I knew that dry air flowing over his teeth would inflame Brett’s gums, so after observing his dry, parted lips, the presence of gum redness and swelling was no surprise to me. Brett had been told to brush his teeth better by the family dental hygienist, who may not have told him that the inflamed gums were a result of the boy’s mouth-breathing habit. Because a dry mouth also dries up saliva, the body’s natural decay-preventative substance, tooth decay was also likely. Even Brett’s listlessness could be traced to mouth breathing. When the nose is obstructed, the body’s plan B may attempt to get the job done, but the fact remains: Oxygen doesn’t reach the body as efficiently when breathing through the mouth. 

If left uncorrected, Brett’s mouth breathing would lay a trap for a very dangerous future: the debilitating condition called obstructive sleep apnea (OSA), wherein a sleeping person momentarily stops breathing multiple times throughout the night. Although a child can have it, OSA usually doesn’t develop until adulthood. Unless the nasal obstruction is addressed when the patient is a child, it begins to lay the groundwork for OSA, as well as many other conditions. This very important topic of OSA will be discussed more in depth in Chapter 9. 

Other suspected relationships link NPO as a cause for sudden infant death syndrome (SIDS) and attention deficit disorder (ADD and ADHD). I have included a reference in the appendix from, which goes into more detail about how NPO can cause these types of problems. It points out how critical it is to make these corrections in a youngster’s life. It continues to amaze me how very important a normal nasal breathing pattern is. All these NPO problems begin early, so there’s no time to waste.  In short, NPO and mouth breathing are vexing conditions with many ramifications. In my opinion, no other single, preventable dysfunction in the human body has quite the same multiple, wide-ranging causes and effects. No matter how the nasal obstruction develops, the outcome can be devastating for a young child, as the flow chart shown in the appendix fully explains. The good news is nasal obstruction and mouth breathing can be prevented or corrected. So now let’s begin to wrestle down the causes of this deceptively simple condition.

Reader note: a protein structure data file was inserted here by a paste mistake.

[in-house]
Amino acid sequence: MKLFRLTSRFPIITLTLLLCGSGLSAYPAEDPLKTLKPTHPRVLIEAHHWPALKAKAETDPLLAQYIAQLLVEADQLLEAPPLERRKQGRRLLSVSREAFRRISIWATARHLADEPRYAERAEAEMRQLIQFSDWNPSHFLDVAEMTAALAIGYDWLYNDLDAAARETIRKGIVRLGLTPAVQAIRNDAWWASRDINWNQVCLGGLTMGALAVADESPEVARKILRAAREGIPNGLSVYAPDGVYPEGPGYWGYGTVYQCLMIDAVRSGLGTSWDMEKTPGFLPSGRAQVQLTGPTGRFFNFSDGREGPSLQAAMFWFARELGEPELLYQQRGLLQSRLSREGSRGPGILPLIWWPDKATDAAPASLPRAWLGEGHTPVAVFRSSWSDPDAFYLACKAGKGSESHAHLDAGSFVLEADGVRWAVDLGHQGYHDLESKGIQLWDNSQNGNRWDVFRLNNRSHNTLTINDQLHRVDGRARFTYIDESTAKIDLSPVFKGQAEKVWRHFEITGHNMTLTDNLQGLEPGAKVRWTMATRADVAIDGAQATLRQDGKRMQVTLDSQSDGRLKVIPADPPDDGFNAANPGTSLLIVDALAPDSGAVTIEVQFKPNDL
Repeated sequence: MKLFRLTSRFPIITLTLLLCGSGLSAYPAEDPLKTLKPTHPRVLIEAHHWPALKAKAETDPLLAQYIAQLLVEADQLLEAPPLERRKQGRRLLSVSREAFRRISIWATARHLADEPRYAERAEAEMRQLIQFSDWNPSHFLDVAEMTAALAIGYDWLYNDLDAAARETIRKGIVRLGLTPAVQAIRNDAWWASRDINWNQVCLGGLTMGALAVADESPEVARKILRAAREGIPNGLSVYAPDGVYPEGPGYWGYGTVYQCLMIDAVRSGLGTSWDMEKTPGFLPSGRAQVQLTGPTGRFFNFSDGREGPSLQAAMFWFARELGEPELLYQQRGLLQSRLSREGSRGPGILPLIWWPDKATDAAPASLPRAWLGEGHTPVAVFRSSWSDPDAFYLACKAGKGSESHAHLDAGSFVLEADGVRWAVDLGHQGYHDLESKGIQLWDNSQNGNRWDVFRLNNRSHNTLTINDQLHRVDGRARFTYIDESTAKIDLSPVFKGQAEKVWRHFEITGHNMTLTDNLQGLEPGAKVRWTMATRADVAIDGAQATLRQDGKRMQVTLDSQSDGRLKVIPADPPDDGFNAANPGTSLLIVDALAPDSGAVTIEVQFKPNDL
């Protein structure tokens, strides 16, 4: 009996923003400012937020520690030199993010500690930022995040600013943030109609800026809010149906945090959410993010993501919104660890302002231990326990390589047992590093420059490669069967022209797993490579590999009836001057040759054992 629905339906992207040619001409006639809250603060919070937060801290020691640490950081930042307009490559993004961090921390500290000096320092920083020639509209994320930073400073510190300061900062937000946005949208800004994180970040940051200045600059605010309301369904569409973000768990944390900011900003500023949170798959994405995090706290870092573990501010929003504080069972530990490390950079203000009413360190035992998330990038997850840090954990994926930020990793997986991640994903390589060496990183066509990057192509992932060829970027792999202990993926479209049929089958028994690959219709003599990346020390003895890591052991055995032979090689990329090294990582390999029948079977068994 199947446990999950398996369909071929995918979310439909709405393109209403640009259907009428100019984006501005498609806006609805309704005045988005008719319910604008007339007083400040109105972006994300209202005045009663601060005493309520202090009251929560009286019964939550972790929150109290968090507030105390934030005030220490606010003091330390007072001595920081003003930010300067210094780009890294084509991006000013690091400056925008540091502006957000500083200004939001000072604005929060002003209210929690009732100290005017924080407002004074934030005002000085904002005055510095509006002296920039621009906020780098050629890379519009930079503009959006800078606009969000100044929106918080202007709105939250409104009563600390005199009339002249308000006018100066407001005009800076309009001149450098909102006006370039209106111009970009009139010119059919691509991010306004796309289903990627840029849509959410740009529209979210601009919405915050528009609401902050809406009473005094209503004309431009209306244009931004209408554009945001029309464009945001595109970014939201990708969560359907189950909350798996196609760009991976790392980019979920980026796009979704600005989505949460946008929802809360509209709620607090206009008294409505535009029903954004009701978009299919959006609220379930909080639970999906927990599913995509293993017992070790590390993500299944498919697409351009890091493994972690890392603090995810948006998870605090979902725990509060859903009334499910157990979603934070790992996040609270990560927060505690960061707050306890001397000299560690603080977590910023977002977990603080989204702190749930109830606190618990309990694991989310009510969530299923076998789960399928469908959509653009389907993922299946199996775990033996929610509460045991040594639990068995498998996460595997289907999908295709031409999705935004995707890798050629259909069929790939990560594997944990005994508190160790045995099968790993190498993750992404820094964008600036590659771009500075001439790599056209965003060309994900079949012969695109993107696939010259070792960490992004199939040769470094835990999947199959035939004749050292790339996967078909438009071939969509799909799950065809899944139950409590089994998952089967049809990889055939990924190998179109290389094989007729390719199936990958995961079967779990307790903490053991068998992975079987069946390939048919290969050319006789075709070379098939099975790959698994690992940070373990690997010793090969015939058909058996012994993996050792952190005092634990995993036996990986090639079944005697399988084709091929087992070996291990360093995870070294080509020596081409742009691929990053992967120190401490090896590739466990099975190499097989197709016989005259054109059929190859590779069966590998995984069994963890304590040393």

This piece was taken from Dr. Lauson’s best selling book, Straight Talk about Crooked Teeth.  Although available on Amazon.  If requested, we will send you the e-book version for free.  Request this at  For a complimentary evaluation appointment, please call our office at 303-690-0100.

Lone Tree, CO Location
9400 Station St #100, Lone Tree, CO 80124

Get Directions

Loveland Location
126 East 29th Street
Loveland, CO 80538

Get Directions

© 2024 - NEO-Smiles. All rights reserved. Privacy Policy. Site managed by NEO-Smiles